I then pointed out that it was set in Pennsylvania. This didn't phase her a lick. Max was on a roll. I asked what she thought of the rest of the cast.
"The rest of the cast were nicely in tune with Lenny. Bono, his best buddy, in the garbage truck and out of it is a wonderful rhythmic foil. Warm and engaging, and understands more than most of the family-Troy's (Lenny Henry's character) fatal flaws that will in the end be his undoing."
I sort of agreed with Max on Bono. Although he was an obviously fine actor, I somehow found him a bit too "Amos and Andy-ish" for my taste. Maybe just a bit too big and broad with his brush strokes for complete believability. (This I blame the direction for really.)
"How about the wife Max? What did you think of her?" I asked.
Max looked in the program. "Ah! Here we go; Tanya Moodie played his loyal wife holding the marriage together in a decent down to earth way, is excellent. And I just loved the little girl (Tranae Sinclair the night we saw it) at the end of the second act as well as the two brothers Peter Bankole and Ashely Zhangazha.” I pretty much agreed with all this but had to say I thought Zhangazha (young Cory) gurned (pulled faces… mugged) a bit too much for my taste. Again I blame the direction. I feel Paulette Randall needed to reign pretty much everybody in a bit closer to reality (except Lenny of course who was spot on) than she did. The parallel themes of a failed baseball career and ending up a garbage man with a very low ceiling for advancement was adeptly handled by the playwright Wilson, giving ample reason for Troy's angers and frustrations with himself and his life, and then taking it all out on his youngest son Cory. Wilson also made it very clear that Troy's extracurricular activities that eventually brought about his downfall were self-inflicted.
I asked Max about the set.
"I liked the folksy, shabby set with the hot Southern (again Pennsylvania) sun, but I couldn't figure out why they were making a fence when the house was obviously surrounded by a large brick wall."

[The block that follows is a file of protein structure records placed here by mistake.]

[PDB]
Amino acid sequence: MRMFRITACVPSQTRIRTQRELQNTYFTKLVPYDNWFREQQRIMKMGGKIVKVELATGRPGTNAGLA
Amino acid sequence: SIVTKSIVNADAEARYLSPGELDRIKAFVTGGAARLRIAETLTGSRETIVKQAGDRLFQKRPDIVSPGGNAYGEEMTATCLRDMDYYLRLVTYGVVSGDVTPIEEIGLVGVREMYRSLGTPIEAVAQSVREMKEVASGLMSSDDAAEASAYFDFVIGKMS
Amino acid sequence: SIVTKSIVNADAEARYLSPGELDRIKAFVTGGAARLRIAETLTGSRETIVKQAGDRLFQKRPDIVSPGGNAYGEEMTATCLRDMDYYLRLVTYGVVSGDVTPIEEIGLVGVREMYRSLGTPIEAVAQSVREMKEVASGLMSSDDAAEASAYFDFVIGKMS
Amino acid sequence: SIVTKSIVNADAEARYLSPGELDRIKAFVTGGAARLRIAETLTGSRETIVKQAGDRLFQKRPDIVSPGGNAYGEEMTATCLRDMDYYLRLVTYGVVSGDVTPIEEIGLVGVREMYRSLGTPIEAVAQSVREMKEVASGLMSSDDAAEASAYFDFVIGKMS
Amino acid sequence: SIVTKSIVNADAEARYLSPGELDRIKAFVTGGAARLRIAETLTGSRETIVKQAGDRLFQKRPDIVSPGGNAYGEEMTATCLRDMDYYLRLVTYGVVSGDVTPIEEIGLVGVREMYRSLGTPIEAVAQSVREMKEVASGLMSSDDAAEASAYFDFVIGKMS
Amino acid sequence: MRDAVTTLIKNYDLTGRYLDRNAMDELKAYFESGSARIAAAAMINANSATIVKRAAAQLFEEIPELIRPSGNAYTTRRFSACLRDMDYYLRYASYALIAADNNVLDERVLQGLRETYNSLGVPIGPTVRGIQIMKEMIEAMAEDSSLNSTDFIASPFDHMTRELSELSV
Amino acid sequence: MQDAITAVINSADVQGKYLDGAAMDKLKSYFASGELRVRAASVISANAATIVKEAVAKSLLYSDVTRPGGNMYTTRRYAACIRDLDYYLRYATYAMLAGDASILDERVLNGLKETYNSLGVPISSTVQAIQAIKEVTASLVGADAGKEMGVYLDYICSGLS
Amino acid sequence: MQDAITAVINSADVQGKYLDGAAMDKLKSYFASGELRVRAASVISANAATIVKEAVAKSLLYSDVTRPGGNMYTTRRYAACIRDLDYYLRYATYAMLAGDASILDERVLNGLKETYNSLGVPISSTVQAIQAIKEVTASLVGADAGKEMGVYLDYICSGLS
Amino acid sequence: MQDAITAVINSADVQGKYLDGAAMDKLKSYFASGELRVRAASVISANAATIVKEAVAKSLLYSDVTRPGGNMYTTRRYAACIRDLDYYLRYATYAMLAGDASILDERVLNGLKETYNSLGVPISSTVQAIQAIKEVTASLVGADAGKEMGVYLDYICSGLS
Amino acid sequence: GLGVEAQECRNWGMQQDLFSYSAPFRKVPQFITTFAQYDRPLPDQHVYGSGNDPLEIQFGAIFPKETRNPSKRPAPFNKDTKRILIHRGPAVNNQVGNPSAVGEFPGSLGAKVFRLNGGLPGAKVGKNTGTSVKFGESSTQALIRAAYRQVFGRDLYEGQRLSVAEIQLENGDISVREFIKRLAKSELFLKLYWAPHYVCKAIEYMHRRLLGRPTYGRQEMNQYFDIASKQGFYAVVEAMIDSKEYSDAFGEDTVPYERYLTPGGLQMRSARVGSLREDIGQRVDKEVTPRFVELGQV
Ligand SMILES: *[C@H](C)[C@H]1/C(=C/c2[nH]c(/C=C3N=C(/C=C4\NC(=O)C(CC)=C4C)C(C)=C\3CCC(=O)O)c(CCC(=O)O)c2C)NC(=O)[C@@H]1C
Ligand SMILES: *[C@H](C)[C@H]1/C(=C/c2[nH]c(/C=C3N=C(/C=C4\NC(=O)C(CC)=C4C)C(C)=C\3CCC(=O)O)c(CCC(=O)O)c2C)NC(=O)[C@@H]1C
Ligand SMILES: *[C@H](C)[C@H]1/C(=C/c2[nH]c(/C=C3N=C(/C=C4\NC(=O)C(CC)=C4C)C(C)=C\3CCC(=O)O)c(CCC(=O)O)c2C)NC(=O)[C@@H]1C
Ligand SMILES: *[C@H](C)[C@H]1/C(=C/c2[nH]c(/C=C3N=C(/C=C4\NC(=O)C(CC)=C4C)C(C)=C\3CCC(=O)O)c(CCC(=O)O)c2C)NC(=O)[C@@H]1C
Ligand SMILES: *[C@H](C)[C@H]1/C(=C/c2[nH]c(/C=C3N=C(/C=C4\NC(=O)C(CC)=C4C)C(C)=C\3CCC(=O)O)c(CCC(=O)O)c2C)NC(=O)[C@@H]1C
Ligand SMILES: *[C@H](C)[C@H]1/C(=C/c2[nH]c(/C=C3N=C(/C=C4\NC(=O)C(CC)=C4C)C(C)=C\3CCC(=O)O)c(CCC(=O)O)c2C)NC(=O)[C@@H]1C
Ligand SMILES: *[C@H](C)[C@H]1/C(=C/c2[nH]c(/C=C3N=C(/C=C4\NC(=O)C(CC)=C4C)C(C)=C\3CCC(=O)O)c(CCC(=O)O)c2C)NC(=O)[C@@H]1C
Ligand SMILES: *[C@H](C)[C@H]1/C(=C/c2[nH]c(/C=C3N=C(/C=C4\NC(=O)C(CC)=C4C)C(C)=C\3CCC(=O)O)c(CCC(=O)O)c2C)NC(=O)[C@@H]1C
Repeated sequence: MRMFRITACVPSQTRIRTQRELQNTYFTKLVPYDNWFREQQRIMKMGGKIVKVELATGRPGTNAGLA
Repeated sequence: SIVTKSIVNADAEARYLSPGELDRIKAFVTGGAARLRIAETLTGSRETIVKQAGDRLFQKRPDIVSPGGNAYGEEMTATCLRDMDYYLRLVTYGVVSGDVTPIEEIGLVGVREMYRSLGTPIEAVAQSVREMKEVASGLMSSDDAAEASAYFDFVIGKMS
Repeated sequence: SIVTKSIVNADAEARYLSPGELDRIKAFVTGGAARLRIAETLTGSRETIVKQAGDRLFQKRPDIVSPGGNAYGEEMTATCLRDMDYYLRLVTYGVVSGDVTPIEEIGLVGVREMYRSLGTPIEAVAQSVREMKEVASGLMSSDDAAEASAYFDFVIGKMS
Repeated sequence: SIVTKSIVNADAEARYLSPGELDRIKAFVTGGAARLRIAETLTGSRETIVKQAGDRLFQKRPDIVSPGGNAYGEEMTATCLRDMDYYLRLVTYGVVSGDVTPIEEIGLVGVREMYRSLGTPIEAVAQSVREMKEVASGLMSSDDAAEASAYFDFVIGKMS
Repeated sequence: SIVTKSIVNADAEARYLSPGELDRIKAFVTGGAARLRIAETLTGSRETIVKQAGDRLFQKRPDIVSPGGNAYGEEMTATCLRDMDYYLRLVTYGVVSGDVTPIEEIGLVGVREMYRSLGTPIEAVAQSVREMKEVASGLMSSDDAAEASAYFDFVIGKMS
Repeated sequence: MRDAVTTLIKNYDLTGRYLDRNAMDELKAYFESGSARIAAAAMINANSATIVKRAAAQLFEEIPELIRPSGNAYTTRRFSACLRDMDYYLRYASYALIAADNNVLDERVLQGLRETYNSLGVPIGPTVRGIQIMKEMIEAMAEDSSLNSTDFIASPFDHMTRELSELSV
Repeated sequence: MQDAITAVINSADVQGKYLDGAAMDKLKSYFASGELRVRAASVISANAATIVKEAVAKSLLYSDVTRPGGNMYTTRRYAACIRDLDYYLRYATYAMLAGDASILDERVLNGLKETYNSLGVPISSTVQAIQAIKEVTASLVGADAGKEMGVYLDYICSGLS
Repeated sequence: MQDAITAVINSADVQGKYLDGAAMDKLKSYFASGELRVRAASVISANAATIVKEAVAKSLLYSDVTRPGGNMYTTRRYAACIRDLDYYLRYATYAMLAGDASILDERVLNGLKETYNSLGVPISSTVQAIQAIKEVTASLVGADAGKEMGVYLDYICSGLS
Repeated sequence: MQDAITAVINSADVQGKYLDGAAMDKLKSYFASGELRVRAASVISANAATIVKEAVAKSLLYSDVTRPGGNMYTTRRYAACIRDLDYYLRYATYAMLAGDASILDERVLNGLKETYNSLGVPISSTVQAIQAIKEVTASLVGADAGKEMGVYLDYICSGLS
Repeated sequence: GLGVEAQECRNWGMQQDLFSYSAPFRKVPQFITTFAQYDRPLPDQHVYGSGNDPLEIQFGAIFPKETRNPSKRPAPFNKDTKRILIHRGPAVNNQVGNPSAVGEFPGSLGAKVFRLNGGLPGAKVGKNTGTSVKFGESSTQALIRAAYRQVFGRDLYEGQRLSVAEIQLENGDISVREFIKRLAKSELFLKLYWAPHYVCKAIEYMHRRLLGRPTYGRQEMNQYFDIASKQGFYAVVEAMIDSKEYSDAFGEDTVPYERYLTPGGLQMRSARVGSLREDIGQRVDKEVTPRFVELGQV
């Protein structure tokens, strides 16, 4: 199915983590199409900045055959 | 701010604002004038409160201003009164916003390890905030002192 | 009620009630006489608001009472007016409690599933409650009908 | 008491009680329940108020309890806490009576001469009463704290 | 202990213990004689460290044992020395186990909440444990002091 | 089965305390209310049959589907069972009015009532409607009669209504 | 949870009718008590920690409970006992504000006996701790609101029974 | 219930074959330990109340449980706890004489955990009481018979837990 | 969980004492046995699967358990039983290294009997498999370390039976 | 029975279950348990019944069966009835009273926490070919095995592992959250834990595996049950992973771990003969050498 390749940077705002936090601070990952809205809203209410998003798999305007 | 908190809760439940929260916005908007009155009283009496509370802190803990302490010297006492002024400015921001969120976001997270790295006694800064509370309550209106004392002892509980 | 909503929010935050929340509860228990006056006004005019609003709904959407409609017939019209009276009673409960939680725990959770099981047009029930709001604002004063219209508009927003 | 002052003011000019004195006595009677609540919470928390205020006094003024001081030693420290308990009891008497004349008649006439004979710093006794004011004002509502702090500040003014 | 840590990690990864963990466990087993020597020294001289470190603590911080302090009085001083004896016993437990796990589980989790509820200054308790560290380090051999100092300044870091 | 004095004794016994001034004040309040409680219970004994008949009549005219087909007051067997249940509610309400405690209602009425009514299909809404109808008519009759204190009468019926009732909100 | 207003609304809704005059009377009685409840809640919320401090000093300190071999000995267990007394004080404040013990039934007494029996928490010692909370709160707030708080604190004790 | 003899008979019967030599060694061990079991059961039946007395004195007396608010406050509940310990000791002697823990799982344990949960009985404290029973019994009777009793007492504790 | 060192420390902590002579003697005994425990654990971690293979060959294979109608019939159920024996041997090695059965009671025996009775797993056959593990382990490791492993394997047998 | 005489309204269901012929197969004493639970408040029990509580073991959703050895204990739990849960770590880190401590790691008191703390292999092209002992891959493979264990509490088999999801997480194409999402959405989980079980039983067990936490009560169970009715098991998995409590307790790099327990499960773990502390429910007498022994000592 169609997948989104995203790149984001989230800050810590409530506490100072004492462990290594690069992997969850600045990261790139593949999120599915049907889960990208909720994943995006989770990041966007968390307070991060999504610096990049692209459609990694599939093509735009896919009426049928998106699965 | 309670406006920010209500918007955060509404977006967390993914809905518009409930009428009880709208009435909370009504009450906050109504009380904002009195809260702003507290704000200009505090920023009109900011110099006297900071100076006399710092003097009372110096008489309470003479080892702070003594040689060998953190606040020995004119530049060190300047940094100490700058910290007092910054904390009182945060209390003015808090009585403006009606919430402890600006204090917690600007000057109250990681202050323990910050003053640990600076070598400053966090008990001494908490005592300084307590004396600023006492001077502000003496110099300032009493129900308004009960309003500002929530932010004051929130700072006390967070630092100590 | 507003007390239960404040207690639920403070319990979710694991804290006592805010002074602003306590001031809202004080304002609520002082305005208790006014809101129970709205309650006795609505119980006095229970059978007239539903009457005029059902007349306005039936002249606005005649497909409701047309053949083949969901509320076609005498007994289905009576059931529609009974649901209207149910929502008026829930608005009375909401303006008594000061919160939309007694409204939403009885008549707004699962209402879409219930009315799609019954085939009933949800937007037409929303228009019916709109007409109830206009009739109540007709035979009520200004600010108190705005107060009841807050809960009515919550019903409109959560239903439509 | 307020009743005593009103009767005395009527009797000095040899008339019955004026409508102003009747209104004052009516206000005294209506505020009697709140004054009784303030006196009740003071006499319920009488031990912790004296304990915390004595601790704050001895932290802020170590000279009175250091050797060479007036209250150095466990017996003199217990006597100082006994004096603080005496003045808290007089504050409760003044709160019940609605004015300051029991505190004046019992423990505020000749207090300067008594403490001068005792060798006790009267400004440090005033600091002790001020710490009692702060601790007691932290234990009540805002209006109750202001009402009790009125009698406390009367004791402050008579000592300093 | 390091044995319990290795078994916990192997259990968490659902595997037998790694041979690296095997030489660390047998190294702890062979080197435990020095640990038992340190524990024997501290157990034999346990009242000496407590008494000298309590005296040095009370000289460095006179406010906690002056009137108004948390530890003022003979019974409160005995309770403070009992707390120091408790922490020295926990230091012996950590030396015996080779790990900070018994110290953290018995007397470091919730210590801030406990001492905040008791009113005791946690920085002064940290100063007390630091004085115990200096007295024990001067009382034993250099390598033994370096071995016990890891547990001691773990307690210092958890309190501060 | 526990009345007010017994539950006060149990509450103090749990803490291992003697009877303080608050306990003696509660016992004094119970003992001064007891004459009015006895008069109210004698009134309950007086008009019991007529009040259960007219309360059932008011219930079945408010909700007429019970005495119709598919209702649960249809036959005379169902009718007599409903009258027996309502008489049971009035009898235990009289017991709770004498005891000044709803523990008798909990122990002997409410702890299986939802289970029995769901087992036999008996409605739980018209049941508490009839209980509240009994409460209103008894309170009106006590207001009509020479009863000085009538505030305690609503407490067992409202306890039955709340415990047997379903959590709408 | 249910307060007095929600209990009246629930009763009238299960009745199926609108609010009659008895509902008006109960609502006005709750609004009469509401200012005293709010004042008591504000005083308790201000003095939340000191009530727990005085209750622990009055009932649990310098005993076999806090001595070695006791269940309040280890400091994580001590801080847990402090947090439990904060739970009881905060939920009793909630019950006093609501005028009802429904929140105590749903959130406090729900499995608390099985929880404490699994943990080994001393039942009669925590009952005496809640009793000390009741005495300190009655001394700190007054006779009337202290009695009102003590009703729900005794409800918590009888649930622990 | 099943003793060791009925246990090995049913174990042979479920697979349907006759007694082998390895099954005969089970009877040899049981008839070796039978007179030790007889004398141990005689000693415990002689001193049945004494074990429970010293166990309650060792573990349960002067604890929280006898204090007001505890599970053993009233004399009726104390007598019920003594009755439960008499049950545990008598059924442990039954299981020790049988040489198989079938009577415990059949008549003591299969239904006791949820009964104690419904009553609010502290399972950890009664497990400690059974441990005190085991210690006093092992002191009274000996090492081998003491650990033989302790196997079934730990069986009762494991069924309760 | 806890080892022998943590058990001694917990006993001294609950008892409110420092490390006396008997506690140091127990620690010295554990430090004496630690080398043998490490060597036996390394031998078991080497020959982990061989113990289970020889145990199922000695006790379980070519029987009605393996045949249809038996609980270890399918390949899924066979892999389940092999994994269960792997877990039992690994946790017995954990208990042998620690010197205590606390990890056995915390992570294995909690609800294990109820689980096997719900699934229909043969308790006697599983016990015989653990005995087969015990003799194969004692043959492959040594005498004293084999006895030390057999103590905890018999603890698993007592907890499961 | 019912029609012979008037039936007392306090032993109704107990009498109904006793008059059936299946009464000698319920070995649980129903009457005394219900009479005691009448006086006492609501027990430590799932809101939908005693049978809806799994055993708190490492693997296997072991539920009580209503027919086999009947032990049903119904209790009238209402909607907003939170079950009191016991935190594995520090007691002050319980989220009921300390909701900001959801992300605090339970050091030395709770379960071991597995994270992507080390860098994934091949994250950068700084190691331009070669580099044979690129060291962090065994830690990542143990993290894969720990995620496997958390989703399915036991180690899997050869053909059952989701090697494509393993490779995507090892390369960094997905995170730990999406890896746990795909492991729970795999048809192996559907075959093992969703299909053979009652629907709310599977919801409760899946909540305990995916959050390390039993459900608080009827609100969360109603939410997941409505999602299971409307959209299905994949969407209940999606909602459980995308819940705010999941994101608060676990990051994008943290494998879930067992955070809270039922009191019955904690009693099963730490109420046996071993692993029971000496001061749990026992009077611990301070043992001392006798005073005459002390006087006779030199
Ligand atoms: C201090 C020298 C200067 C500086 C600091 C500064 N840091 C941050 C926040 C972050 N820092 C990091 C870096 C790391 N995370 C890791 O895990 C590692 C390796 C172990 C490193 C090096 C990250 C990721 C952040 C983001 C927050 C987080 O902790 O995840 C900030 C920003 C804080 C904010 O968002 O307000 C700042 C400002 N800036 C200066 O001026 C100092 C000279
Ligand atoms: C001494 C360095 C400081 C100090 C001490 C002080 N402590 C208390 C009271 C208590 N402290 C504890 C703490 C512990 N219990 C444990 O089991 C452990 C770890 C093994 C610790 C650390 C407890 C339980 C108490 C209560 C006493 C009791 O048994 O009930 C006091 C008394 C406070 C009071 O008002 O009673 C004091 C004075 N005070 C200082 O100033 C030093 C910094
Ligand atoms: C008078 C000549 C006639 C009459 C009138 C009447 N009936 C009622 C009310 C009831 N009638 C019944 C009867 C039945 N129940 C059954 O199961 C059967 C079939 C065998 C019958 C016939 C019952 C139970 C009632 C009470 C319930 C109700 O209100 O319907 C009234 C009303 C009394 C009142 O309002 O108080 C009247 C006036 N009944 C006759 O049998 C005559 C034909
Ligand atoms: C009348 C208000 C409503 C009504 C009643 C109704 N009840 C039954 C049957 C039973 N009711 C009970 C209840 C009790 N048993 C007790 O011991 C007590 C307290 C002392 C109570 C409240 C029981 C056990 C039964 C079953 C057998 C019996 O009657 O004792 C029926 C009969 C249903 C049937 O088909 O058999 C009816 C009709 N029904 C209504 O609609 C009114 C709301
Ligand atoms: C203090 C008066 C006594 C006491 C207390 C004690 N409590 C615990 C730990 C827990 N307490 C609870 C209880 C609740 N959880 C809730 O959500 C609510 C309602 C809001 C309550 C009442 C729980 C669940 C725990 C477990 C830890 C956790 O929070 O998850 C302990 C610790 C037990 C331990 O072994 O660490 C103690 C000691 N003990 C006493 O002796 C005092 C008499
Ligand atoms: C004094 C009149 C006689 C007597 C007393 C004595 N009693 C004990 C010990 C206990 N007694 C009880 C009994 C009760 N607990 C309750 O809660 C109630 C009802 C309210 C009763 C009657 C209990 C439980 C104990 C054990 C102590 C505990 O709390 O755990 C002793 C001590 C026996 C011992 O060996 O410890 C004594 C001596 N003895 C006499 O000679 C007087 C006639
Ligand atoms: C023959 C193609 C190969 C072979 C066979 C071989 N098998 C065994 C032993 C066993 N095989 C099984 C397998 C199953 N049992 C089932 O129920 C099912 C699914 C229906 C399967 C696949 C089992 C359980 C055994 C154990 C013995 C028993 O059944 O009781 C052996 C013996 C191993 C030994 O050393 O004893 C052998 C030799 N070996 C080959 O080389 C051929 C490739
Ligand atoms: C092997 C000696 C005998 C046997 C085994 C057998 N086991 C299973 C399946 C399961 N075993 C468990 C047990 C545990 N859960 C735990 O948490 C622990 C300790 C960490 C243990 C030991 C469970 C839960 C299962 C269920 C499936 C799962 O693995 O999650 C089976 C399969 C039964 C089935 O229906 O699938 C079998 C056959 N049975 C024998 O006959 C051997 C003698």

I pointed out that those brick walls were actually the outside walls of the Duchess Theater.
Max said: "Oh… But I loved the lighting. But I wasn't happy with the choice in music. Oh how I longed for some of the black soul music of the '50s? All those soulful, sexy songs that got us through the hazy days and the dripping hot nights before air-conditioning."
"Anything else Max?" I asked drily.
"Yes! I would have liked to see Troy and Bono, coming home, filthy, from garbage collecting and sweaty from driving - would have liked to have seen them, through the dense long speechy dialogue - to see a rusty old shower, or hose, at the side of the old cottage and for Troy to strip down to his fruit of the loon knickers to shower off before going into Rose's tidy home."
"Max…" I said, rolling my eyes.
"OK stripped to the waist then. It would make a homely touch, but one that might have worked, but then I am not the director." Sighed Max.
I silently thanked the Gods of Theatre for that and ordered another drink as Max was getting a bit worked up now and needed calming. Maybe the direction wasn't so bad after all.
Well, at the end of the evening when they called time at the pub we had both come to the conclusion that Fences with Lenny Henry was fabulous and well worth seeing and telling others to go see it too.